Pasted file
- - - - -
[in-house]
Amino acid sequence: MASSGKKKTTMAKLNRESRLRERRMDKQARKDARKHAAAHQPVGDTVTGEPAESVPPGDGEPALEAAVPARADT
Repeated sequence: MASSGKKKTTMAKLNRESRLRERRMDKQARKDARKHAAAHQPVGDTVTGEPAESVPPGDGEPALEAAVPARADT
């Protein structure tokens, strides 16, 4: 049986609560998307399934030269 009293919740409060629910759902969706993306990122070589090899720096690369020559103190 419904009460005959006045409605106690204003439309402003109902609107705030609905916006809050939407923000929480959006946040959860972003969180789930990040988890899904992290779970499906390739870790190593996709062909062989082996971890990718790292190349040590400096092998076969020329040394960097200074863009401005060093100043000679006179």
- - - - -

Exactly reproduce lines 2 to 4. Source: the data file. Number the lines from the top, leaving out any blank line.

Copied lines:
Amino acid sequence: MASSGKKKTTMAKLNRESRLRERRMDKQARKDARKHAAAHQPVGDTVTGEPAESVPPGDGEPALEAAVPARADT
Repeated sequence: MASSGKKKTTMAKLNRESRLRERRMDKQARKDARKHAAAHQPVGDTVTGEPAESVPPGDGEPALEAAVPARADT
């Protein structure tokens, strides 16, 4: 049986609560998307399934030269 009293919740409060629910759902969706993306990122070589090899720096690369020559103190 419904009460005959006045409605106690204003439309402003109902609107705030609905916006809050939407923000929480959006946040959860972003969180789930990040988890899904992290779970499906390739870790190593996709062909062989082996971890990718790292190349040590400096092998076969020329040394960097200074863009401005060093100043000679006179």